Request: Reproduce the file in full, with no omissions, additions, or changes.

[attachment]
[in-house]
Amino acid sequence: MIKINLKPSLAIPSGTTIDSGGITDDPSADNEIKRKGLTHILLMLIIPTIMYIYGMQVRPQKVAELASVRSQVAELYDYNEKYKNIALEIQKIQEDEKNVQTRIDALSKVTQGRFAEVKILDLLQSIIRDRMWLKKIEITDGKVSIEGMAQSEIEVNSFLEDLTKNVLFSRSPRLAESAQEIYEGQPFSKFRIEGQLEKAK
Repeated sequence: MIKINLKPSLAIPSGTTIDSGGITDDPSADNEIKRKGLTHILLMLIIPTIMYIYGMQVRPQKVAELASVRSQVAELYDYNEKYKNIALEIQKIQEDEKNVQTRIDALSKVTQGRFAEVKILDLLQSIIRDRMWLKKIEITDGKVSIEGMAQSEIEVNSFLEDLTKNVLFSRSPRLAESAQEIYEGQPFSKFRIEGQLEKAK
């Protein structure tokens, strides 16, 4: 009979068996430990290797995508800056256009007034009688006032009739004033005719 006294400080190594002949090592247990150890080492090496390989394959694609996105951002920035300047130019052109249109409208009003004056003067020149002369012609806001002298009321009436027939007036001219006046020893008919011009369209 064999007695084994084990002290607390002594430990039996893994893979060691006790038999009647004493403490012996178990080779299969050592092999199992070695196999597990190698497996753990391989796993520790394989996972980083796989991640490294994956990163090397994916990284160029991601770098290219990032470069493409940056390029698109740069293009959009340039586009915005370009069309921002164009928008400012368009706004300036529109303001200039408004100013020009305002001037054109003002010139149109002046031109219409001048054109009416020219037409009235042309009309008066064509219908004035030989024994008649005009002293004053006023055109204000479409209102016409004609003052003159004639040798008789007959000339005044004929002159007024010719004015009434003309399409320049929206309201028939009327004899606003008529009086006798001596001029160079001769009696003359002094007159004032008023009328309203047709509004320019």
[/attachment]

[in-house]
Amino acid sequence: MIKINLKPSLAIPSGTTIDSGGITDDPSADNEIKRKGLTHILLMLIIPTIMYIYGMQVRPQKVAELASVRSQVAELYDYNEKYKNIALEIQKIQEDEKNVQTRIDALSKVTQGRFAEVKILDLLQSIIRDRMWLKKIEITDGKVSIEGMAQSEIEVNSFLEDLTKNVLFSRSPRLAESAQEIYEGQPFSKFRIEGQLEKAK
Repeated sequence: MIKINLKPSLAIPSGTTIDSGGITDDPSADNEIKRKGLTHILLMLIIPTIMYIYGMQVRPQKVAELASVRSQVAELYDYNEKYKNIALEIQKIQEDEKNVQTRIDALSKVTQGRFAEVKILDLLQSIIRDRMWLKKIEITDGKVSIEGMAQSEIEVNSFLEDLTKNVLFSRSPRLAESAQEIYEGQPFSKFRIEGQLEKAK
């Protein structure tokens, strides 16, 4: 009979068996430990290797995508800056256009007034009688006032009739004033005719 006294400080190594002949090592247990150890080492090496390989394959694609996105951002920035300047130019052109249109409208009003004056003067020149002369012609806001002298009321009436027939007036001219006046020893008919011009369209 064999007695084994084990002290607390002594430990039996893994893979060691006790038999009647004493403490012996178990080779299969050592092999199992070695196999597990190698497996753990391989796993520790394989996972980083796989991640490294994956990163090397994916990284160029991601770098290219990032470069493409940056390029698109740069293009959009340039586009915005370009069309921002164009928008400012368009706004300036529109303001200039408004100013020009305002001037054109003002010139149109002046031109219409001048054109009416020219037409009235042309009309008066064509219908004035030989024994008649005009002293004053006023055109204000479409209102016409004609003052003159004639040798008789007959000339005044004929002159007024010719004015009434003309399409320049929206309201028939009327004899606003008529009086006798001596001029160079001769009696003359002094007159004032008023009328309203047709509004320019």